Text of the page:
Don't Put the "Diss" in Discomfort


Have you ever had a really bad day? You know the kind. Your alarm doesn't go off, you bang your shin getting out of bed, the cat barfed and the dog pooped and you forgot to set your coffee maker up so there's no coffee. You've literally been awake ten minutes and you're ready for the day to be over.


Of course you've had days like that. We all have. It's all part of being a human person. At the risk of sounding like Deepak Chopra, it matters less about what happens to you and more about how you respond to it. (You read that in his voice, didn't you?)


Here's what I mean. If you have a morning like I described and you let your inner Negative Nancy take over the microphone, the rest of your day is going to go rather badly. You're going to find yourself stuck in traffic, wearing mismatched socks, getting into a disagreement with your partner, and then saying, "Screw it. I'm going to eat whatever I want today. My health plan can wait until tomorrow."


So does this mean you have to unleash your Positive Patty? Give yourself a pep talk? "Just put on a smile and the world will smile with you!"


Uhhh, no. The answer is not to go into denial and just power through it. When you are feeling discomfort--whether it's external (like a bad morning) or internal (like a negative emotion)--the solution is to SIT WITH IT. Lean into the feelings. The more you try and push them away, the louder they get.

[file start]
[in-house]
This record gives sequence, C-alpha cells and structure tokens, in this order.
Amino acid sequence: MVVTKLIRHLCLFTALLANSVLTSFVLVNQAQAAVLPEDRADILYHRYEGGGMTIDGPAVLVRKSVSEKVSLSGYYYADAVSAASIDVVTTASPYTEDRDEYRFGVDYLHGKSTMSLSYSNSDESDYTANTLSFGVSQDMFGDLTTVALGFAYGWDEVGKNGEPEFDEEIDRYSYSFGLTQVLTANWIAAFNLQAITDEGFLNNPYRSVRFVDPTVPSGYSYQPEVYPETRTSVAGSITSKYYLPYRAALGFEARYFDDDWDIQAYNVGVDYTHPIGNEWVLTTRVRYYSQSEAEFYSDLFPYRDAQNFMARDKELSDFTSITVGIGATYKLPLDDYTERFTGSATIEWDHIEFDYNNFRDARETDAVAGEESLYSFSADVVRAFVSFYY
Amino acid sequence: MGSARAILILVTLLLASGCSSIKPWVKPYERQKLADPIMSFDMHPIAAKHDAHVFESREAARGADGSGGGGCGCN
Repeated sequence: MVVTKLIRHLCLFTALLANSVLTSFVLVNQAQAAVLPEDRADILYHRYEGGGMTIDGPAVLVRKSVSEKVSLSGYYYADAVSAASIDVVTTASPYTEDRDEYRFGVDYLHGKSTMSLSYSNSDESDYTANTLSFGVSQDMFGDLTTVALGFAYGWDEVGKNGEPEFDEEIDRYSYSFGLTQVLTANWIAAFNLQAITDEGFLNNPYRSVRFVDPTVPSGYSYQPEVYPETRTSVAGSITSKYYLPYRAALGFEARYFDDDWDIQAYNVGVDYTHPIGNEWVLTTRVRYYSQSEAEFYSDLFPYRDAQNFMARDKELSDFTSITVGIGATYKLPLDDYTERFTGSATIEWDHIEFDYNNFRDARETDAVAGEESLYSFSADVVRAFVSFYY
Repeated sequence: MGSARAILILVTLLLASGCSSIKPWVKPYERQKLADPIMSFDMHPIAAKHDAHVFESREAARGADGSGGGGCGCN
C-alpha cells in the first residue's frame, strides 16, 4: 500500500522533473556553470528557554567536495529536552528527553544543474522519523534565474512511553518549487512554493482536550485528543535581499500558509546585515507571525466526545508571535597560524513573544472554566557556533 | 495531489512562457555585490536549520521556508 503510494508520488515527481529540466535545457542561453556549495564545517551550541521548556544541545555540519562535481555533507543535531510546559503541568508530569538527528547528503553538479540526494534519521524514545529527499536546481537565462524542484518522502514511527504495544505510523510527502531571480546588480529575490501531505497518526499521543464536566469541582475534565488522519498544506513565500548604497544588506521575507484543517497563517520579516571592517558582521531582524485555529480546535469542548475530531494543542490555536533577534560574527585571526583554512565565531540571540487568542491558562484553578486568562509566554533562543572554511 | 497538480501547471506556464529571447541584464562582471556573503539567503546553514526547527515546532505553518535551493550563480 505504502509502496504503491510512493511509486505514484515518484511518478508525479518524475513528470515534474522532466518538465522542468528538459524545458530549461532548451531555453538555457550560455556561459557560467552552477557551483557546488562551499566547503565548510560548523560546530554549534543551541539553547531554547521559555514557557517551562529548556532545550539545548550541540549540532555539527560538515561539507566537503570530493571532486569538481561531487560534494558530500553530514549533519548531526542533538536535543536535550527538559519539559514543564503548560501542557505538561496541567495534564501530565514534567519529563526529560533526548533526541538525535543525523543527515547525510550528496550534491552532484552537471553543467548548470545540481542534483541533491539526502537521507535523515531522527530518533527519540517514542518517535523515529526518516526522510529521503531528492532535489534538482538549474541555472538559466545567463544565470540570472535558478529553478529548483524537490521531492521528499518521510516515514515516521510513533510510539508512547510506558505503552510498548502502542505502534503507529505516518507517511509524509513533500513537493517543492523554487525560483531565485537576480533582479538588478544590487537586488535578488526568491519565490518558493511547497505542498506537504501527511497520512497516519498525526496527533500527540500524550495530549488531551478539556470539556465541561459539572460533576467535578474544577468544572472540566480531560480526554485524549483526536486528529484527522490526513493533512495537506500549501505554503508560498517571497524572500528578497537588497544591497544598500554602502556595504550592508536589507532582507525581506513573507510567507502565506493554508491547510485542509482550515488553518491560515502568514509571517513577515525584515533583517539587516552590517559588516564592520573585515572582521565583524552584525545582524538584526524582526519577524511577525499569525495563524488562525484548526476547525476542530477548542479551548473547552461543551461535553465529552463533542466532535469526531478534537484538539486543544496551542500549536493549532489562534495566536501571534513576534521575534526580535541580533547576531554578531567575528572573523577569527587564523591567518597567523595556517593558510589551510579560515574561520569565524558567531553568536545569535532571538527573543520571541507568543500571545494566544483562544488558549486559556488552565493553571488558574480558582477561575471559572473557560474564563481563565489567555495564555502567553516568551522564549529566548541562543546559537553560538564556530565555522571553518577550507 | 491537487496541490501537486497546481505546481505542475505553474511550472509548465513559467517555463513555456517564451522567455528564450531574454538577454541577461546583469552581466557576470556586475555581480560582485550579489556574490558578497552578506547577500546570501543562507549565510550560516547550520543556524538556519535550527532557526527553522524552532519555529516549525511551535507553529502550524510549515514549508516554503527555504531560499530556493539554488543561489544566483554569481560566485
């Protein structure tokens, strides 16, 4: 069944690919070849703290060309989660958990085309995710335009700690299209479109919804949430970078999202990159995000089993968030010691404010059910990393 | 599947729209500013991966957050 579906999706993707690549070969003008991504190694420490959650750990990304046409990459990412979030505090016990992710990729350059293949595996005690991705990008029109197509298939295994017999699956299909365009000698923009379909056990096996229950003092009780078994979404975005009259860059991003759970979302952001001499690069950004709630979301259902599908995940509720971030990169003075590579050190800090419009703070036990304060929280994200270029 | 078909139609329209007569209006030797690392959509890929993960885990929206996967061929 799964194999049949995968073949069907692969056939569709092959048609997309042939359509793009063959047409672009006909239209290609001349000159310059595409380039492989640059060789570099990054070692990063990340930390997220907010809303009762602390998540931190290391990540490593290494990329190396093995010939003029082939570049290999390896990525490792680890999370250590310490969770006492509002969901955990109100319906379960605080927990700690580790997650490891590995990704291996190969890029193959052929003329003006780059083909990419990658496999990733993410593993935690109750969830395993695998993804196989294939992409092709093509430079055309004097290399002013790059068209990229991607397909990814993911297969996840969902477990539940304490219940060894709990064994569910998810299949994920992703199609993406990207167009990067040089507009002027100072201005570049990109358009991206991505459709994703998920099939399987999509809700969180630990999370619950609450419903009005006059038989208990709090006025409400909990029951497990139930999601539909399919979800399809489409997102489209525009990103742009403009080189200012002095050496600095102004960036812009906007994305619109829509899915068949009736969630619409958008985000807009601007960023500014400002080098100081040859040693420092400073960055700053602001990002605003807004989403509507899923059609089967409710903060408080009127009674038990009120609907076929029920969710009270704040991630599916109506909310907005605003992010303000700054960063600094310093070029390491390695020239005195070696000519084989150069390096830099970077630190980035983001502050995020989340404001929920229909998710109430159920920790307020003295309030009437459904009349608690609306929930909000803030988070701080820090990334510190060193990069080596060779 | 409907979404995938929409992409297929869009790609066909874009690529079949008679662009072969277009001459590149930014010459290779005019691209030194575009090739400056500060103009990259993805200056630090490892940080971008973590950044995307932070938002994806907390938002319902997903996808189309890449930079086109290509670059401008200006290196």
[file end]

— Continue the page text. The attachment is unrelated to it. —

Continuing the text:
What does this look like? It looks like taking five minutes and sitting down and doing some deep breathing. It looks like closing your eyes and actually FEELING your feelings of anger and frustration, disappointment and sadness. When you really "go there," you'll discover that the discomfort passes fairly quickly, like a storm cloud overhead.


Believe me, if food was the solution to discomfort, I would order you all a pizza and say go for it. But, the truth is, it doesn't actually help. I'm not gonna lie--it does taste good. For five or ten minutes. But then you end up worse off than you started before. Instead of easing discomfort, it makes it worse because now you're mad at yourself, too.


Don't diss your discomfort. Embrace it. You are strong enough to handle your emotions.


For questions, comments, or success stories, e-mail me at traci@tracishoblom.com


December Gratitude Challenge, Day 2: What is something you find beautiful?


What we resist, persists.
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